Another use of the iodine sponge is in absorbent tampons which are used by many females at the time of menses. All of these tampons are barriers which impede the discharge of shed blood and tissue and prolong its retention in the vagina. When those protein soaked tampons become contaminated with staphlococcus aureus, bacterial growth in the tampon can result in a high concentration of toxic bacterial products within the tampon. Absorption of these staplococcal toxins causes toxic shock syndrome characterized by fever, hypotension, nausea, lethargy, diffuse rash, desquamation, and a vaginal discharge. Vaginal cultures are positive for staphlococcus aureus. A mortality rate of 3% attests to the seriousness of the disease. The occurrence of toxic shock syndrome could be eliminated by making the tampons bacteriocidal. This can be done by incorporating polyurethane iodine sponge as a central core of the tampon or as small pieces of shredded iodine polyurethane-iodine complex so as to store at least 40 mg of releasable iodine in the tampon.
FIG. 3 shows an absorbent tampon 20 with a gauze covering 22. The core member 24 of the tampon 20 is a polyurethane sponge 26 which has been complexed with at least 20 mg of releasable iodine or chlorhexidine and contains air bubbles 28. Surrounding the core member 24 are absorbent cellulose fibers 30 which are covered by a wrapping of cotton gauze 22. A string 32 is attached to the gauze to permit withdrawal of the tampon.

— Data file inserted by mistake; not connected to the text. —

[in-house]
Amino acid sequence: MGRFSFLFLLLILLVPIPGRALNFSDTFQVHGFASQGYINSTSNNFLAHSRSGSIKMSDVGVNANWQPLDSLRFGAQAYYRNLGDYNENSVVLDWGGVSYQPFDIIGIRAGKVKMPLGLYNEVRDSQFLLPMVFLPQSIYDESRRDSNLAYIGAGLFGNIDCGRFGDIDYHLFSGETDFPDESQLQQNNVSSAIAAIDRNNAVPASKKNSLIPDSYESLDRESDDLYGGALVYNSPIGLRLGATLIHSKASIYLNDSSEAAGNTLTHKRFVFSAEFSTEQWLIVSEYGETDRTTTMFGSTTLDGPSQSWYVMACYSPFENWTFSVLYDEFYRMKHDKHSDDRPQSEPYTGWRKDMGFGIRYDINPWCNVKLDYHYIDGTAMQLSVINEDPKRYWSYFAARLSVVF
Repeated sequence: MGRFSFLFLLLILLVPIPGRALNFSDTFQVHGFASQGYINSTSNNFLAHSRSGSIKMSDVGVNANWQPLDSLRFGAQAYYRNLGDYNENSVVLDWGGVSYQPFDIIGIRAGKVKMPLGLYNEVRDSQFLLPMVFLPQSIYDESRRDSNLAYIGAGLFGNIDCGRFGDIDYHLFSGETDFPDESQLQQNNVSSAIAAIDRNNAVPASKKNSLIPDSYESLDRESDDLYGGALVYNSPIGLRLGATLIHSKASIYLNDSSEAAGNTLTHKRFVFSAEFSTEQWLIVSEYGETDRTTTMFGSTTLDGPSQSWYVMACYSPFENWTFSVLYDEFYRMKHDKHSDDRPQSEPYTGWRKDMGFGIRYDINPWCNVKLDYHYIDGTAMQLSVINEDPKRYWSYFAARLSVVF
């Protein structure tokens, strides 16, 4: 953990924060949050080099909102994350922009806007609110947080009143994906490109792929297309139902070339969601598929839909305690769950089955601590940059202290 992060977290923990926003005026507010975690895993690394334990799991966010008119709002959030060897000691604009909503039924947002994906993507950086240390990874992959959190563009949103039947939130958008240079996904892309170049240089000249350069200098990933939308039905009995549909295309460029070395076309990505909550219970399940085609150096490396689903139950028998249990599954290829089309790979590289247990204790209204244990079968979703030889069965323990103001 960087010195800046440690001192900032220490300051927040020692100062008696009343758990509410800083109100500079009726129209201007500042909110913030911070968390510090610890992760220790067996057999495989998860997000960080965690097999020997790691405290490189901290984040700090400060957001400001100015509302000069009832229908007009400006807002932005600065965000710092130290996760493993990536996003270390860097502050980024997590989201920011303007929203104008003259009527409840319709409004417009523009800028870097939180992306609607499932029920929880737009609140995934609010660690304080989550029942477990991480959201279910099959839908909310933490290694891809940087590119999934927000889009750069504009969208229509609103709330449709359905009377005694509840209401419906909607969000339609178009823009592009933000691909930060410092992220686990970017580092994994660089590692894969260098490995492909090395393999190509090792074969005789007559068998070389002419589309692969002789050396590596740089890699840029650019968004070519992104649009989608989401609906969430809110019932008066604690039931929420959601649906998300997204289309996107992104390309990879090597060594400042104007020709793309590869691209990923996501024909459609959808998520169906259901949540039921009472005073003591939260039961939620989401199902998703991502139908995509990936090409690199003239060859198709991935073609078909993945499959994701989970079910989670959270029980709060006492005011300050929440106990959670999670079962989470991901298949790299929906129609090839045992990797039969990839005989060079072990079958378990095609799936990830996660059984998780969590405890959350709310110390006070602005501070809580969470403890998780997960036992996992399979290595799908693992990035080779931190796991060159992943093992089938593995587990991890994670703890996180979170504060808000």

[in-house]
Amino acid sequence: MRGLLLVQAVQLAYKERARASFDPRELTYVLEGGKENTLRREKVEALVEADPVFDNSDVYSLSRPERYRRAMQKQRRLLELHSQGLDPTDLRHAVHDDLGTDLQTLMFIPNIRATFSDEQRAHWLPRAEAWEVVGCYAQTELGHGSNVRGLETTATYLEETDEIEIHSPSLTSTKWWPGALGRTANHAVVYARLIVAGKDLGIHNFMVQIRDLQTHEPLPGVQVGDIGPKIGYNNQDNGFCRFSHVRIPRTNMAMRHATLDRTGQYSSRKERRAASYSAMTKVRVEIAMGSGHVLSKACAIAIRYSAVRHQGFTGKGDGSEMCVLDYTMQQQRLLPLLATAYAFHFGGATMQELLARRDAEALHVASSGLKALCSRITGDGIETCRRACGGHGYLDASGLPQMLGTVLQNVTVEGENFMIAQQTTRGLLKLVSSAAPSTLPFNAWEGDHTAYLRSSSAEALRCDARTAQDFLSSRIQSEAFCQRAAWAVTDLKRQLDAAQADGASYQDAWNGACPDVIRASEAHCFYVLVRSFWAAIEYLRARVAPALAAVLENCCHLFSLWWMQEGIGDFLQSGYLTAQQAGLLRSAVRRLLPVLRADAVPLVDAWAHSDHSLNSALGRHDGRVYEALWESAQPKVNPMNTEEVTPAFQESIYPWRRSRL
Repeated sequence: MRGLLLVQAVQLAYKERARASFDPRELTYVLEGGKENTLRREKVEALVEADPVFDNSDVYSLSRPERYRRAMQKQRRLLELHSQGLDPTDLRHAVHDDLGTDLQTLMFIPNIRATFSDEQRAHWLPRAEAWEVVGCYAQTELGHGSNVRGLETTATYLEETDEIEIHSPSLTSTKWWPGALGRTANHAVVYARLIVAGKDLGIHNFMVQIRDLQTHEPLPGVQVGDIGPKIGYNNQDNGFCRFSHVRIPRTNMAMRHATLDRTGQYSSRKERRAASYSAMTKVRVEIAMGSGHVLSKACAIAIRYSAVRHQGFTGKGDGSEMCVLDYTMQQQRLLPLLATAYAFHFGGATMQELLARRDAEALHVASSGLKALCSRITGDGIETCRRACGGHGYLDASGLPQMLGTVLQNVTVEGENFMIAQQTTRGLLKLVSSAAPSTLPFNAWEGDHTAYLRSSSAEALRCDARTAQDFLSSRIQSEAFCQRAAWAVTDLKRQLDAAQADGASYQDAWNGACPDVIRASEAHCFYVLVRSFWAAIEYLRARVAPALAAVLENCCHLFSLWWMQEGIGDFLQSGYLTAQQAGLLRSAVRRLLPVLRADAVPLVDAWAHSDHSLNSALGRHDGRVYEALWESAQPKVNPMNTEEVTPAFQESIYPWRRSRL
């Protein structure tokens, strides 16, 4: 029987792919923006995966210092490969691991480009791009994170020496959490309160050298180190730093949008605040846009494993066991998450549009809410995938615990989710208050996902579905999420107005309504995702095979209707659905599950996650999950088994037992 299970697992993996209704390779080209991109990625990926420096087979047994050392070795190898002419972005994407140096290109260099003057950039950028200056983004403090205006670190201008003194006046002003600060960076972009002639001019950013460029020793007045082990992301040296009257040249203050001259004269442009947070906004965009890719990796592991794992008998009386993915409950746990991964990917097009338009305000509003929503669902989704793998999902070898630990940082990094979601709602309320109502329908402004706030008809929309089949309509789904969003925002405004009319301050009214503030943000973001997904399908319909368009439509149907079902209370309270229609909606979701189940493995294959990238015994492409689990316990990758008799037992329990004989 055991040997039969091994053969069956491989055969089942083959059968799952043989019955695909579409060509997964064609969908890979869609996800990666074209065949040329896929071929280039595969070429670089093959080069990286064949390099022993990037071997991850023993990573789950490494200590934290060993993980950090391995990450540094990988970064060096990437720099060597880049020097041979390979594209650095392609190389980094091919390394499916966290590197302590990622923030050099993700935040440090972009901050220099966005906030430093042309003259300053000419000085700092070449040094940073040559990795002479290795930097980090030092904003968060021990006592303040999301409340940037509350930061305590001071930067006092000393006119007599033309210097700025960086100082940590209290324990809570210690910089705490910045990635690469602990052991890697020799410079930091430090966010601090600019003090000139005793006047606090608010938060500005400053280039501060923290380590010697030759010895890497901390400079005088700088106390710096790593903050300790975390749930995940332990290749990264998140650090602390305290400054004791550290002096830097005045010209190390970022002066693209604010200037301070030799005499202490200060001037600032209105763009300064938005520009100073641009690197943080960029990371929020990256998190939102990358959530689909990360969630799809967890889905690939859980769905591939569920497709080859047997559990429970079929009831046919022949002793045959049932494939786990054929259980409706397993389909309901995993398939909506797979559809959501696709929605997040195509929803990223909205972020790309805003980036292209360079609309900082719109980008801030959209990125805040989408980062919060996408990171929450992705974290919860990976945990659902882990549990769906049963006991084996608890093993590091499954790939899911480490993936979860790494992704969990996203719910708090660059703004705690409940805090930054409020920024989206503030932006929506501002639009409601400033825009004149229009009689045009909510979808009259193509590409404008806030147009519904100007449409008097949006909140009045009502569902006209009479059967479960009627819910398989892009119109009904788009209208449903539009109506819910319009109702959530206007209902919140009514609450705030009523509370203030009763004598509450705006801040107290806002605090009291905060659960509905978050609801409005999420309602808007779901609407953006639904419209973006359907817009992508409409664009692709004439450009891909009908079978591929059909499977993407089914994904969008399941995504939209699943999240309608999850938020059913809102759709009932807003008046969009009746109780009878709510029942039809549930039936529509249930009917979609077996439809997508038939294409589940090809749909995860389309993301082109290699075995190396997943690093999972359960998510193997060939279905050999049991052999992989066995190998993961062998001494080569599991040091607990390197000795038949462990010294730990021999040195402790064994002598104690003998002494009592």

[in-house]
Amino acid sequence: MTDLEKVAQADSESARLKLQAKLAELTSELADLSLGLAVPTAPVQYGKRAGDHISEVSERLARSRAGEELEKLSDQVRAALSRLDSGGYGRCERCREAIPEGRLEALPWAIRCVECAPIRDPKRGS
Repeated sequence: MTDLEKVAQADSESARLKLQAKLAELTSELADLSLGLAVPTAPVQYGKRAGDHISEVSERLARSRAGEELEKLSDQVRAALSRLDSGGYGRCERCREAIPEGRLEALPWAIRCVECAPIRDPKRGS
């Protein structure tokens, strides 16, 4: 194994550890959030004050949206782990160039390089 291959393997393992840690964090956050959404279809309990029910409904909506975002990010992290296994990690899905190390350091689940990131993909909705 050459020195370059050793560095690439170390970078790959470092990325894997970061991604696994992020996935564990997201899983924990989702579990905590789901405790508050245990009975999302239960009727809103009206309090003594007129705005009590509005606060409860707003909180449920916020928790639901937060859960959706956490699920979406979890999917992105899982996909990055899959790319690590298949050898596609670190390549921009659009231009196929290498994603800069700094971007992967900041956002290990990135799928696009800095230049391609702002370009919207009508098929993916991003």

An alternate tampon embodiment is shown in FIG. 4. The tampon 40 has an absorbent cellulose body 42 containing bits of polyurethane foam 44 which has been shredded and treated with iodine and/or chlorhexidine in the amount previously stated. The foam bits 44 are interplaced in absorbent cellulose 46. The tampon is wrapped with gauze (not shown) identical to the tampon of FIG. 3 and is provided with a similar string.
The polyurethane tampon material may contain dry chlorhexidine gluconate in place of iodine so that the concentrations when moist contain about 25 to 100 micrograms of chlorhexidine per ml of blood. This usually requires a total amount of chlorhexidine gluconate of 5 to 10 milligrams per tampon and 2.5 milligrams for a contraceptive sponge. The chlorhexidine gluconate may be applied to the polyurethane sponge in an alcohol solution allowing the alcohol to evaporate to leave a solid residue of chlorhexidine.
In the foregoing description, the invention has been described with reference to a particular preferred embodiment, although it is to be understood that specific details shown are merely illustrative, and the invention may be carried out in other ways without departing from the true spirit and scope of the following claims:
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|U.S. Classification||128/830, 128/832|
|International Classification||A01N25/16, A01N25/34, A61L15/48, A61K9/00, A61L15/18|
|Cooperative Classification||A01N25/16, A61L15/18, A61L15/48, A61K9/0036, A01N25/34|
|European Classification||A01N25/34, A61L15/18, A61L15/48, A01N25/16, A61K9/00M8B|
|Jun 1, 1995||FPAY||Fee payment|
Year of fee payment: 4
|Jul 6, 1999||REMI||Maintenance fee reminder mailed|
|Dec 12, 1999||LAPS||Lapse for failure to pay maintenance fees|
|Feb 22, 2000||FP||Expired due to failure to pay maintenance fee|
Effective date: 19991210